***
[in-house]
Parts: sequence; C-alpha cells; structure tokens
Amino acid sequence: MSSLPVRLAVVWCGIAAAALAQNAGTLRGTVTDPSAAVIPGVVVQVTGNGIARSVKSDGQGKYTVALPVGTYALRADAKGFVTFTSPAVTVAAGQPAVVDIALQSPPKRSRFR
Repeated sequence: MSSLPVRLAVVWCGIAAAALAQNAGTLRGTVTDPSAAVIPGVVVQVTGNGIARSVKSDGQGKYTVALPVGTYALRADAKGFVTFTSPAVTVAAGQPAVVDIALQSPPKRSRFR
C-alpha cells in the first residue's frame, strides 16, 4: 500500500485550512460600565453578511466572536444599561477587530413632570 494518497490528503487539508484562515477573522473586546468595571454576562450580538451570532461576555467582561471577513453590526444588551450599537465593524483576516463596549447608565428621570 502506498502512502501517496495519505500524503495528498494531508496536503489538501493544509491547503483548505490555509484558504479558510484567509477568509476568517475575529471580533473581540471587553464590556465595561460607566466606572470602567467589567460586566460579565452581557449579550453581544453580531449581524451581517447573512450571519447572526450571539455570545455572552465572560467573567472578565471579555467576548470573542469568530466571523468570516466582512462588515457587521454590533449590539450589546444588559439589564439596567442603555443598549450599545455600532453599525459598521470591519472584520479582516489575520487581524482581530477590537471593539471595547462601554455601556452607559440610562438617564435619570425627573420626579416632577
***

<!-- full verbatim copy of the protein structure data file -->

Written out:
[in-house]
Parts: sequence; C-alpha cells; structure tokens
Amino acid sequence: MSSLPVRLAVVWCGIAAAALAQNAGTLRGTVTDPSAAVIPGVVVQVTGNGIARSVKSDGQGKYTVALPVGTYALRADAKGFVTFTSPAVTVAAGQPAVVDIALQSPPKRSRFR
Repeated sequence: MSSLPVRLAVVWCGIAAAALAQNAGTLRGTVTDPSAAVIPGVVVQVTGNGIARSVKSDGQGKYTVALPVGTYALRADAKGFVTFTSPAVTVAAGQPAVVDIALQSPPKRSRFR
C-alpha cells in the first residue's frame, strides 16, 4: 500500500485550512460600565453578511466572536444599561477587530413632570 494518497490528503487539508484562515477573522473586546468595571454576562450580538451570532461576555467582561471577513453590526444588551450599537465593524483576516463596549447608565428621570 502506498502512502501517496495519505500524503495528498494531508496536503489538501493544509491547503483548505490555509484558504479558510484567509477568509476568517475575529471580533473581540471587553464590556465595561460607566466606572470602567467589567460586566460579565452581557449579550453581544453580531449581524451581517447573512450571519447572526450571539455570545455572552465572560467573567472578565471579555467576548470573542469568530466571523468570516466582512462588515457587521454590533449590539450589546444588559439589564439596567442603555443598549450599545455600532453599525459598521470591519472584520479582516489575520487581524482581530477590537471593539471595547462601554455601556452607559440610562438617564435619570425627573420626579416632577